Canadian Wildland Fire Information System
National Wildland Fire Situation Report
Current as of: May 25, 2016
- Data courtesy of the Canadian Interagency Forest Fire Centre (CIFFC).
- Check the Air Quality Health Index for air quality in your area.
Fires of note
The National Preparedness Level is 5 (of 5). Alberta and Ontario are at an agency preparedness level of 4, British Columbia is at level 3, while all other provinces and territories are at level 1 or 2. The potential to exhaust agency fire resources nationally exists. International mobilizations of resources are being arranged. Agencies are sharing 7 aircraft, 495 personnel, 100 power pumps, and 213 km of hose along with a variety of other equipment. The majority of this week’s fires were human caused. The United States is at preparedness level 1.
Weekly SynopsisThis week there have been 270 new fires with 165,805 ha of area burned. The majority of this week’s fires have occurred in Alberta, Ontario, and Quebec (20%, 26%, and 15% respectively), while 87% of the area burned was in Alberta. Seasonal fire occurrence and area burned remain significantly above the 10-year average.
Fire Danger has decreased in western Canada. Fire danger remains very high in the interior and northeast parts of British Columbia. Fire danger decreased to high throughout northern Alberta and northwestern Saskatchewan. In the Northwest Territories, fire danger is very high west of Great Slave Lake. Manitoba decreased to low fire danger. Fire danger is high throughout southern Ontario, Quebec and New Brunswick.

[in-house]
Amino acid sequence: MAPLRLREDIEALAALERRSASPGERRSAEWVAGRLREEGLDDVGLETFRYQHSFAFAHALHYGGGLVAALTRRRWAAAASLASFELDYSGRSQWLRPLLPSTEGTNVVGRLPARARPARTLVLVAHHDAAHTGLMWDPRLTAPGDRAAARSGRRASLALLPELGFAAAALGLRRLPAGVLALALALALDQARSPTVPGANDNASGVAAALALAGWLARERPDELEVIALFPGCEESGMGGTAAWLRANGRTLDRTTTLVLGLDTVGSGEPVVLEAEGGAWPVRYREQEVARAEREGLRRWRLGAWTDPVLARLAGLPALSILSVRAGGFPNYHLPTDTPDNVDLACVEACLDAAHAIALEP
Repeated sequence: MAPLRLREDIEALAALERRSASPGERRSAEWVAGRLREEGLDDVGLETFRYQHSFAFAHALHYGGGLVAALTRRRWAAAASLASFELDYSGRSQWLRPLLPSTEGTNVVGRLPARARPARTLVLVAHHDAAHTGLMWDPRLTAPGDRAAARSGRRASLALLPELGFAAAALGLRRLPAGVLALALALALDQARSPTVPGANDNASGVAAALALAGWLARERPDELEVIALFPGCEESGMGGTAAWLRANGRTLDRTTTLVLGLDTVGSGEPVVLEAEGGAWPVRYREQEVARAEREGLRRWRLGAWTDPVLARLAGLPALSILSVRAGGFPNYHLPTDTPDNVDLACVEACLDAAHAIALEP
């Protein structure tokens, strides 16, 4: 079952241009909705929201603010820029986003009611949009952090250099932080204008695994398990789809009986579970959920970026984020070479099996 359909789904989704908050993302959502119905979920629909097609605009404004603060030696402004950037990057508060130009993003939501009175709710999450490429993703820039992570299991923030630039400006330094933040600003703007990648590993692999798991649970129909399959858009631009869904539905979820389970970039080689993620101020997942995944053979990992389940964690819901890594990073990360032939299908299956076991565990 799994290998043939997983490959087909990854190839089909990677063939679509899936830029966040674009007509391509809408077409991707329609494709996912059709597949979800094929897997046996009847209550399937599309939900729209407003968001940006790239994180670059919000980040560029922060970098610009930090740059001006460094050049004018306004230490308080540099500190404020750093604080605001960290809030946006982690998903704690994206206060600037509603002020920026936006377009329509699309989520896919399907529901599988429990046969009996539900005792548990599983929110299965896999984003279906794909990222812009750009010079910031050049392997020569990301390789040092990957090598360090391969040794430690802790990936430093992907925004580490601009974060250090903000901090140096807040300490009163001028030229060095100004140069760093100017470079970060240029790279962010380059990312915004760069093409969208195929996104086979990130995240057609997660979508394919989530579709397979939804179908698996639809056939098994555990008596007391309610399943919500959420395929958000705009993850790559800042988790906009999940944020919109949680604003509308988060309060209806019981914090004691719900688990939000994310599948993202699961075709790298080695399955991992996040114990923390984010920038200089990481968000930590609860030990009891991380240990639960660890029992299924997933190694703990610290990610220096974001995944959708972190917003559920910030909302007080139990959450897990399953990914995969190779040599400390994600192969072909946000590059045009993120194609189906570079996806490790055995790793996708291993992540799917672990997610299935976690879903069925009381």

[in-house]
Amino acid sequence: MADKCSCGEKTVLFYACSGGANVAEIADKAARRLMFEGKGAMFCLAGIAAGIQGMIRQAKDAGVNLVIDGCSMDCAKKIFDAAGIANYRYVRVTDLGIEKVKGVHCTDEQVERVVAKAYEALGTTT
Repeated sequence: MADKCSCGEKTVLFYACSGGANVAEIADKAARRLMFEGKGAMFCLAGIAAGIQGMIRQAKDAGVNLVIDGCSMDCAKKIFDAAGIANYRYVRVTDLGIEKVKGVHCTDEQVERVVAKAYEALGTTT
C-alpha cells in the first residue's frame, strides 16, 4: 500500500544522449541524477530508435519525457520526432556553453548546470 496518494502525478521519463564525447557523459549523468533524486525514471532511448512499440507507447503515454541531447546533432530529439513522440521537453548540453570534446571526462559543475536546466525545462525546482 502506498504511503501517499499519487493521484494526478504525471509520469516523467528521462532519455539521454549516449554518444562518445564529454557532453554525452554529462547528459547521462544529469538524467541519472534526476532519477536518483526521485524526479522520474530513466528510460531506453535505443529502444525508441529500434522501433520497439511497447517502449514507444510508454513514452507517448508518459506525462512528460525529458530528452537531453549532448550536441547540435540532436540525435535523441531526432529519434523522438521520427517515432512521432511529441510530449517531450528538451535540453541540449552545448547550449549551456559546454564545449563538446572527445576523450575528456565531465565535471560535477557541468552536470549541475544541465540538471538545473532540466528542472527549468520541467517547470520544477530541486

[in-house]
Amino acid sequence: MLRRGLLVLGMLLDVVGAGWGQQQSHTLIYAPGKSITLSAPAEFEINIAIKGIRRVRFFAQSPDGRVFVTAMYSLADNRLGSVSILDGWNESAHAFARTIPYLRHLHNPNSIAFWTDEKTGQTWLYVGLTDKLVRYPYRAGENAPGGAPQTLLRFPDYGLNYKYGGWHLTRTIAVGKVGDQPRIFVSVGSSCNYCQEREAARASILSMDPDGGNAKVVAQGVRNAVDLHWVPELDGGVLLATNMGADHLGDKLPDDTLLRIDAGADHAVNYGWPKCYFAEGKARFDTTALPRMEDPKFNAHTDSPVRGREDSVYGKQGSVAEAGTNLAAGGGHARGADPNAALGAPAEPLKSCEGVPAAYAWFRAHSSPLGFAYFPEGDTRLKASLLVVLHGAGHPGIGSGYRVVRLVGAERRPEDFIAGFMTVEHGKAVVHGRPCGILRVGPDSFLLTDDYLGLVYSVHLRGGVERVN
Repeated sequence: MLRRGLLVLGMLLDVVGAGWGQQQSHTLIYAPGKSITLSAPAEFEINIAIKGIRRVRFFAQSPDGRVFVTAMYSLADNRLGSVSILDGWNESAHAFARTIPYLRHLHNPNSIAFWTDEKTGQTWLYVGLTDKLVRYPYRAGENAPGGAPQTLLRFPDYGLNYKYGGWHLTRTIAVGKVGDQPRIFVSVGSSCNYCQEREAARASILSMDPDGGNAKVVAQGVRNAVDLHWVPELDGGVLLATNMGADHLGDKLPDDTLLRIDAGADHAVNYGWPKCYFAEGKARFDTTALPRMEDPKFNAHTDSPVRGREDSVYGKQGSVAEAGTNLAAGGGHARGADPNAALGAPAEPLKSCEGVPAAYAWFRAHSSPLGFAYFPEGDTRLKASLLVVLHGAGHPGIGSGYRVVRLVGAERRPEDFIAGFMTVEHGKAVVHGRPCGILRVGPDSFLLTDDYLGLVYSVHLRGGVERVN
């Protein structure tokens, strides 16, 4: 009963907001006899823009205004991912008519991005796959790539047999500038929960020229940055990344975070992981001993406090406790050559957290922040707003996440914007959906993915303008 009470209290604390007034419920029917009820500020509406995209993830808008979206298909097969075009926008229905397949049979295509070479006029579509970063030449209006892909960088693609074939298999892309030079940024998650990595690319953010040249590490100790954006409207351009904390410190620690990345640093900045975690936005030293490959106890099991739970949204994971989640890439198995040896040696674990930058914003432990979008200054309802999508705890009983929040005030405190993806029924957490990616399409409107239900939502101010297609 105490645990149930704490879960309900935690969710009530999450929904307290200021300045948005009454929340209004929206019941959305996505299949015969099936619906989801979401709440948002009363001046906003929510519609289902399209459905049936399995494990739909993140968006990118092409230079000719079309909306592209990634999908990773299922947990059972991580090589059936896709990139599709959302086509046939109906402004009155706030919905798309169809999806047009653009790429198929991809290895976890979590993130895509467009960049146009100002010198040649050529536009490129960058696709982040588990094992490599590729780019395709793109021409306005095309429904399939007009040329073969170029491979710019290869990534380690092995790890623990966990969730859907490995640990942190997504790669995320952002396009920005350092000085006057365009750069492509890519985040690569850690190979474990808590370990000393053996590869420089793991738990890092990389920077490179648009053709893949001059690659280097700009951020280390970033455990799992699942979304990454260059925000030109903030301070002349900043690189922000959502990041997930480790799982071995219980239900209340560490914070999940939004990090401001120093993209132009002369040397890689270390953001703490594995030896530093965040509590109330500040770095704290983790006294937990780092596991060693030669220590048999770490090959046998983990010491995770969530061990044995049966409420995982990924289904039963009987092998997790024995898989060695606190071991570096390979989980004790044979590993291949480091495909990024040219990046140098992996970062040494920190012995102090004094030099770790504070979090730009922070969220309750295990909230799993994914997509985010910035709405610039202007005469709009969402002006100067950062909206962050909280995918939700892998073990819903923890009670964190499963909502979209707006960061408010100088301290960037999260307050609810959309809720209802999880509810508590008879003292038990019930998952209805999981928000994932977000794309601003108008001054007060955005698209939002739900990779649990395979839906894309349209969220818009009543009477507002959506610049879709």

In British Columbia, open fires are restricted in the Coastal, Prince George, Kamloops, and Cariboo fire zones. A ban on open fires (including campfires and use of incendiary targets) and restrictions on off-highway vehicles are in place for northeastern and central Alberta, which includes provincial parks, recreation area, counties, municipal districts and special areas. Evacuation orders remain in place for Fort McMurray, Anzac, Fort McMurray First Nation, and Fort Mckay First Nation. In Saskatchewan, open fires and campfires are banned for Good Spirit Lake, Makwa Lake and Meadow Lake provincial parks, and Bronson Forest and Chitek Lake recreation sites. In Ontario, outdoor burning is restricted in many fire zones in the Northwest Region. In Quebec, industrial burning has been suspended in all districts. In New Brunswick, category 1 burning is banned in the counties of Carleton, Gloucester, Kent, Madawaska, Northumberland, Restigouche, Victoria, and Westmorland, with restrictions in place for Alberta and York. In Nova Scotia, burning is restricted to the hours of 7:00 p.m. until 8:00 a.m. for the counties of Antigonish, Cape Breton, Colchester, Cumberland, Guysborough, Halifax, Hants, Inverness, Kings, Pictou, Richmond, and Victoria.
PrognosisWarm temperatures are expected throughout British Columbia and Yukon this week. Precipitation is expected over northern British Columbia, Alberta, and much of Quebec. Little precipitation is forecasted over northern parts on Saskatchewan and Manitoba. Fire danger is expected to remain high in northeastern British Columbia. The area to watch this week is northeastern Alberta, where rainfall may be insufficient to quell fire activity. National resource levels are not sufficient to meet occurring and anticipated wildland fire activity.
- British Columbia
- New Brunswick
- New Foundland and Labrador
- Northwest Territories
- Nova Scotia
- Parks Canada
- Prince Edward Island
- Quebec - SOPFEU (Société de protection des forêts contre le feu)
- Yukon Territory
- Canadian Interagency Forest Fire Centre (CIFFC)
- National Interagency Fire Center (NIFC)
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